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10 thoughts on “Repeatedly Falling For Narcissists

  1. I met a guy on a dating site who turned out to have narcissistic personality disorder. The first two dates are amazing, fairy tale-like, and then it’s down hill. Yep. I’m glad it happened. Now I know the pattern, because this personality disorder is like a disease. They make you feel super special, but that is a symptom of their disease. There is nothing unique about them. Strangely, they all act the same way, like they are programmed. So sorry you went through that. Read the following link and make sure you are not codependent since codependent people attract codependent people. I used to be codependent, but I worked my way out of it. https://analyticalperspective.wordpress.com/2014/06/25/codependency-societys-new-independence/

    Liked by 3 people

    • Thank you very much for your comment. You are right. The first few dates with a narc tend to be fairy tale-like…until they finally reveal their true colors. And just like you I was codependent…holding on for far too long to toxic people and sacrificing so much to make things work….i am glad I finally managed to realize this flaw in me. I’m now working very hard on overcoming my codependency. Thank you again for sharing your insights ❤

      Liked by 3 people

  2. Incredible post, as usual. You are so very clear in your explanations, your posts should be compulsory reading for anyone who believes they might be involved with a narcissist.
    Again, I can identify. My experience with the narcissist wasn’t the first time I had been involved with one, except the second time I was properly involved and it destroyed me. I have always attracted those kind of guys because I am a deeply caring type of person, I can’t help that. I love your last paragraph: no, we must not stop being who we are, we must not become cold and hard because we’ve been profoundly hurt, *but* we should learn to reserve our energy and caring for people who truly deserve it.
    Hugs flying Hugsy’s way ❤

    Liked by 3 people

    • Thank you so so much. Your comment again put a big smile on my face. I didn’t know that you were also involved with more than one narcissist. Just like you I was also not properly involved with the first narc I met…I was with the second though, and that is why he had the power to do so much damage to me. Thank you again so so much. Your kind words always make my day. Lots of love to you ❤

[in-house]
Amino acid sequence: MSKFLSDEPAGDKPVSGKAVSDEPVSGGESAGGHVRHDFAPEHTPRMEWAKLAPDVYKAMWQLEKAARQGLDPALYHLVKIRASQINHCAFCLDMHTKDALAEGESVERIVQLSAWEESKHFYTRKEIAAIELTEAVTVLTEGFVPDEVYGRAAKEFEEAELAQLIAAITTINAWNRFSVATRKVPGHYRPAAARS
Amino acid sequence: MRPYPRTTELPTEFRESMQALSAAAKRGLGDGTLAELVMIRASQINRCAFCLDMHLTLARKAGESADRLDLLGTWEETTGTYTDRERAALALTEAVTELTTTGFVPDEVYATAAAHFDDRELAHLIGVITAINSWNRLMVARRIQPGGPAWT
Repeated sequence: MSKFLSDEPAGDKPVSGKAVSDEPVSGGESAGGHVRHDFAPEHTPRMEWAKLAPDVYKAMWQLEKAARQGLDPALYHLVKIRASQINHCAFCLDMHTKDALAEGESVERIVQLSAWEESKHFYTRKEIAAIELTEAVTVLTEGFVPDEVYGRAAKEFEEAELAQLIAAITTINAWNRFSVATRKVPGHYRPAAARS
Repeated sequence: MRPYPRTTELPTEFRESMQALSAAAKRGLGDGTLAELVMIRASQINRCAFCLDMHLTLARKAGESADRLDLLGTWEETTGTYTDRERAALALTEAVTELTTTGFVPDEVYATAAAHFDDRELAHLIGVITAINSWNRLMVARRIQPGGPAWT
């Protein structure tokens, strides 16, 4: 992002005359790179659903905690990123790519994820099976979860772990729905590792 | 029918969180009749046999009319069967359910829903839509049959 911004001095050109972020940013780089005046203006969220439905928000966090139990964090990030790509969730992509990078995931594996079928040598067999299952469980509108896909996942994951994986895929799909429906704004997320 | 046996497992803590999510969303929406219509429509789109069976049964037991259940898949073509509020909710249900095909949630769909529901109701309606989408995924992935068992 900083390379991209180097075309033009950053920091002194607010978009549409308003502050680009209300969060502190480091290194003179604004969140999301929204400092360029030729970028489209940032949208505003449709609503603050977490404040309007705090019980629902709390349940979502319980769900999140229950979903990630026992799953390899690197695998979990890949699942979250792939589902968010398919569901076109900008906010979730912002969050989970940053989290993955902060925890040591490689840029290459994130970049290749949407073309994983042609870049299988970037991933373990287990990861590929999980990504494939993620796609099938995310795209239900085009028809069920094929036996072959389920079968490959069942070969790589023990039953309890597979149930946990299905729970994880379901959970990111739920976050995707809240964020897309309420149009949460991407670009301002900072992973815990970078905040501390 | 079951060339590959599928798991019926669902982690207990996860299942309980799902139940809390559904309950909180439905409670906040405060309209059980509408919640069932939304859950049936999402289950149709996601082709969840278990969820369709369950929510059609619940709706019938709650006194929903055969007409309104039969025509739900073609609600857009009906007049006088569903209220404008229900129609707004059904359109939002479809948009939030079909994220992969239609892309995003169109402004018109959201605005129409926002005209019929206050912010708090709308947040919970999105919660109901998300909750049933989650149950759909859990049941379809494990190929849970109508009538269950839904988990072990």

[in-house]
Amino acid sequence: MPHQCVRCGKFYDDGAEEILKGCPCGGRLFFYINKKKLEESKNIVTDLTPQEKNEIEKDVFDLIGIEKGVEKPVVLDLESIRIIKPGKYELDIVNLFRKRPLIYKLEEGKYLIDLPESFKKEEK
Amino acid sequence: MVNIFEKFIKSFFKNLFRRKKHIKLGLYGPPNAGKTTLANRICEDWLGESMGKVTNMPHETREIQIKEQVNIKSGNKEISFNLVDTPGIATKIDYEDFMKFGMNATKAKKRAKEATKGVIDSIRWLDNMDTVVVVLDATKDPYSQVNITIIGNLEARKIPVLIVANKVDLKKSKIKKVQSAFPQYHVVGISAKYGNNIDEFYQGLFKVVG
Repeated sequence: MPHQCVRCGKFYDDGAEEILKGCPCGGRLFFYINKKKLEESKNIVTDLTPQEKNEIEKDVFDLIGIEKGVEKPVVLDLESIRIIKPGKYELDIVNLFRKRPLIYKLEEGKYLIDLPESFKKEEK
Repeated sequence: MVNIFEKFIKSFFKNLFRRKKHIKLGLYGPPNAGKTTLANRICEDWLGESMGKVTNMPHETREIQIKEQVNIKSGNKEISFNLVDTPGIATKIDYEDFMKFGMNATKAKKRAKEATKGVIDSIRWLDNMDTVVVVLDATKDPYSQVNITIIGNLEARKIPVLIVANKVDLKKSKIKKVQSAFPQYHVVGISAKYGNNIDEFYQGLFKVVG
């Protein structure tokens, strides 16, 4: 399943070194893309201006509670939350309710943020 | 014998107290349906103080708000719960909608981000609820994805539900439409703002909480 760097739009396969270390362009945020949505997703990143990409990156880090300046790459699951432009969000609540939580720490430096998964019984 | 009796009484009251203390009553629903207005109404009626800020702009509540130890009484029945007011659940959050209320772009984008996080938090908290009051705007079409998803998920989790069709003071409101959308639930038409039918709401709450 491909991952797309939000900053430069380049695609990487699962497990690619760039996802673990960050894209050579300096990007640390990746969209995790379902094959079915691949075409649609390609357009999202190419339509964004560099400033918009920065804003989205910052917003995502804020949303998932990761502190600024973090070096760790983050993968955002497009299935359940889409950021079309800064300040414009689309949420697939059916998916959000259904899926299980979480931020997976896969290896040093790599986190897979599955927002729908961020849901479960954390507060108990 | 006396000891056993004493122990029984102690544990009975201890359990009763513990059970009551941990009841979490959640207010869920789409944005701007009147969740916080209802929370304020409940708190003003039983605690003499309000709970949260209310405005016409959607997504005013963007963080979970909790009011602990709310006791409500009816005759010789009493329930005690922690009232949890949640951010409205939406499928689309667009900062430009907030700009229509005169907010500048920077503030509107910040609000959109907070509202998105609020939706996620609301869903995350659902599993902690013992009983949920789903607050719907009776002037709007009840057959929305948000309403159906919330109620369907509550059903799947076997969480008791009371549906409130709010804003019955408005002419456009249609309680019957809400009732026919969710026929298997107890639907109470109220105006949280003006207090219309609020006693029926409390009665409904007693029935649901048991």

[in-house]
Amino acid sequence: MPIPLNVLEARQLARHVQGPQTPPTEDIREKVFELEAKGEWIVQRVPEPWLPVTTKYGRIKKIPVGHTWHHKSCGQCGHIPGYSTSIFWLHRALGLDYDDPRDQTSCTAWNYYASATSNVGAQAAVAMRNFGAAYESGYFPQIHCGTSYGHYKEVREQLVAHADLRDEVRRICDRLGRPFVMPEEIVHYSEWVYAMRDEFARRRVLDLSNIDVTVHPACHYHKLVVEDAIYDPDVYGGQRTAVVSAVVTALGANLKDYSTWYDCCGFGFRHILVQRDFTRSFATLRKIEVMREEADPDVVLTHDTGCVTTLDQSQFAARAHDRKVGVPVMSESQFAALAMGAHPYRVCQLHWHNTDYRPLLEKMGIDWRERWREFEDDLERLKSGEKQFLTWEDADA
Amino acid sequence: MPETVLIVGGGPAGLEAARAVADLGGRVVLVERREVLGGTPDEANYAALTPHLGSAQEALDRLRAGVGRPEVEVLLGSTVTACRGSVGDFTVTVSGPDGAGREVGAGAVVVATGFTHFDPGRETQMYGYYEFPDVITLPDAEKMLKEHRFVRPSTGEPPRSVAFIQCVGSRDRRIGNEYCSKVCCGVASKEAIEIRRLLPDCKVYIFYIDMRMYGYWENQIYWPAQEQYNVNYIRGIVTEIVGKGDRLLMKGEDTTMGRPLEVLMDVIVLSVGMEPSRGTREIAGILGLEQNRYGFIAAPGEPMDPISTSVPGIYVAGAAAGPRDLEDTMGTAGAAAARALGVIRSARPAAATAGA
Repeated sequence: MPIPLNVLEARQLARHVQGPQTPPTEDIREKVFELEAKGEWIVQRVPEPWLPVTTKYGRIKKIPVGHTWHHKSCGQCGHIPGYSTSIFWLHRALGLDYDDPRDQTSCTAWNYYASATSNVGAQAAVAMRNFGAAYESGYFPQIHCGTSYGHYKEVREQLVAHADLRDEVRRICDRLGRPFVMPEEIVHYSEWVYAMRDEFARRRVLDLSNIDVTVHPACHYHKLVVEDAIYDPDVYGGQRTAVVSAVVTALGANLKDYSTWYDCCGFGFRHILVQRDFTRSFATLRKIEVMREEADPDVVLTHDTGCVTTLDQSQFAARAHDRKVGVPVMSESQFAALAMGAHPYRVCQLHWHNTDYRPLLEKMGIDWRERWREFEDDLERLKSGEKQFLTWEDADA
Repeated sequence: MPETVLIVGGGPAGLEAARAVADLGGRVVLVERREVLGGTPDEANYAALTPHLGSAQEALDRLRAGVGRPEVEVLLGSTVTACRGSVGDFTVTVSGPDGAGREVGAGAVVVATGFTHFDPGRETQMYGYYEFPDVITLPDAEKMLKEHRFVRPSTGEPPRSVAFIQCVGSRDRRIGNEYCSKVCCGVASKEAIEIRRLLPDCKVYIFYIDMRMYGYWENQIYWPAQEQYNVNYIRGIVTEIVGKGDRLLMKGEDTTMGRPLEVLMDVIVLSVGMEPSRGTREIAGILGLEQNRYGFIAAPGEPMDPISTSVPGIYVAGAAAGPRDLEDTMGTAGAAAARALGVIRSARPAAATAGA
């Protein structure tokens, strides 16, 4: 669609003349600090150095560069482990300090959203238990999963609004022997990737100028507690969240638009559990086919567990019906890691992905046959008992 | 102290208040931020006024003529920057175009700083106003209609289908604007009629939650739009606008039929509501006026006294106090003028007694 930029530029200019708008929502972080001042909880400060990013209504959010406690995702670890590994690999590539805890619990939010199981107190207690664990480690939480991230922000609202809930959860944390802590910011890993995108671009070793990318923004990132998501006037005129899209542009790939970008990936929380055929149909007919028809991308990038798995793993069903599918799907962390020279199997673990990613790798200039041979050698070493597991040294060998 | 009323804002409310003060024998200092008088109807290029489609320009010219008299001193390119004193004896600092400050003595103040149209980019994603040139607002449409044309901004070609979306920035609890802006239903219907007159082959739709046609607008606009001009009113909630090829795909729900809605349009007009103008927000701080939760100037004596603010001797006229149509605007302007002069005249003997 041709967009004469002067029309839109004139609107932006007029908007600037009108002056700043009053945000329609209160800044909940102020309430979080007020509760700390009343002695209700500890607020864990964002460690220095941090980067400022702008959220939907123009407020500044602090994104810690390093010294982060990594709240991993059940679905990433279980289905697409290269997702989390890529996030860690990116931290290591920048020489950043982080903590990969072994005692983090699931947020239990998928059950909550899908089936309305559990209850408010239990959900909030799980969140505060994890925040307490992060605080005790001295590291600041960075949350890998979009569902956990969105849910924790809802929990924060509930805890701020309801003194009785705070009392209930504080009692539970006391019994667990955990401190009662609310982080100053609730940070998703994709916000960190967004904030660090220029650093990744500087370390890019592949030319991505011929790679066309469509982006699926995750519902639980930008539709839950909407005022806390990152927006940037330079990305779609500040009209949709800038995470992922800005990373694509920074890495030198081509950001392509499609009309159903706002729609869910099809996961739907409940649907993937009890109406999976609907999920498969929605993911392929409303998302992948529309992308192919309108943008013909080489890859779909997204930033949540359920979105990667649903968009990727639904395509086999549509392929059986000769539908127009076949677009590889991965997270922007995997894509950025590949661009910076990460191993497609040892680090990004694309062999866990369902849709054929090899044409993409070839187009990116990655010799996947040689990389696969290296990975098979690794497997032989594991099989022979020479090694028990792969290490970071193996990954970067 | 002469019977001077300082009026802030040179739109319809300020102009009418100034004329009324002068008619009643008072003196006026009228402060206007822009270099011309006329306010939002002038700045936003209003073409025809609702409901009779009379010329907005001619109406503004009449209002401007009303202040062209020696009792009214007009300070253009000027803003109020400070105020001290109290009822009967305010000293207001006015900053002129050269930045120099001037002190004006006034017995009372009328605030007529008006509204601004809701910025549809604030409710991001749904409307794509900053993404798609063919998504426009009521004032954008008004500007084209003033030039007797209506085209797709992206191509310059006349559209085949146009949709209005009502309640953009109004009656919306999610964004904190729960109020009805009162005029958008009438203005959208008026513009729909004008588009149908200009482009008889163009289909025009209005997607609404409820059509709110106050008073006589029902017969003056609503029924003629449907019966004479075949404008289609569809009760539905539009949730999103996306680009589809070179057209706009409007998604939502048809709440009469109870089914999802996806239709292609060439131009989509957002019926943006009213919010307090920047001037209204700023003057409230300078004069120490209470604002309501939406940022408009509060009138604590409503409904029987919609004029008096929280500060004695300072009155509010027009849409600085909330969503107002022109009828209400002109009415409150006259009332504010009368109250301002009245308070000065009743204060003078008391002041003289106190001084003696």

Liked by 3 people

  3. I like your blog. It is amazing to me how many narcissists and codependents get together. I have seen it over and over. I had my own 5 year experience with a narcissist in a relationship after my divorce. Probably the craziest thing about it is the feeling of failure that I have. My next post on my blog will be about my experience.

    Liked by 1 person

    • Thank you for your comment! I know exactly what you mean…I also have that feeling of failure and self-doubt. I will take a look at your post on that topic as I’m very interested in other people’s experiences!

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  4. I only recently found you, and your writing is really amazing. The most recent experience with a Narcissist, for me, was a co-worker. It was dumbfounding to me that 99% of the others working with her DIDN’T SEE IT. Every word, every movement, pointed to this disorder. Thankfully I’d escaped being involved with a Narcissist (or two) many yeats ago. I was the only one who didn’t cater to her (I work in human services & this field is a magnet for codependants), so “I” had the problem.
    Thank God she’s no longer with the company. Thanks for your honesty about your experiences.

    Liked by 1 person

    • Thank you so much for your comment and for sharing your experiences. I’m glad to hear the narcissist is no longer in your life. I know how awful it feels to be the only one who sees their true colors. It can really have you doubt your own judgements. Thank you again ❤

      Liked by 1 person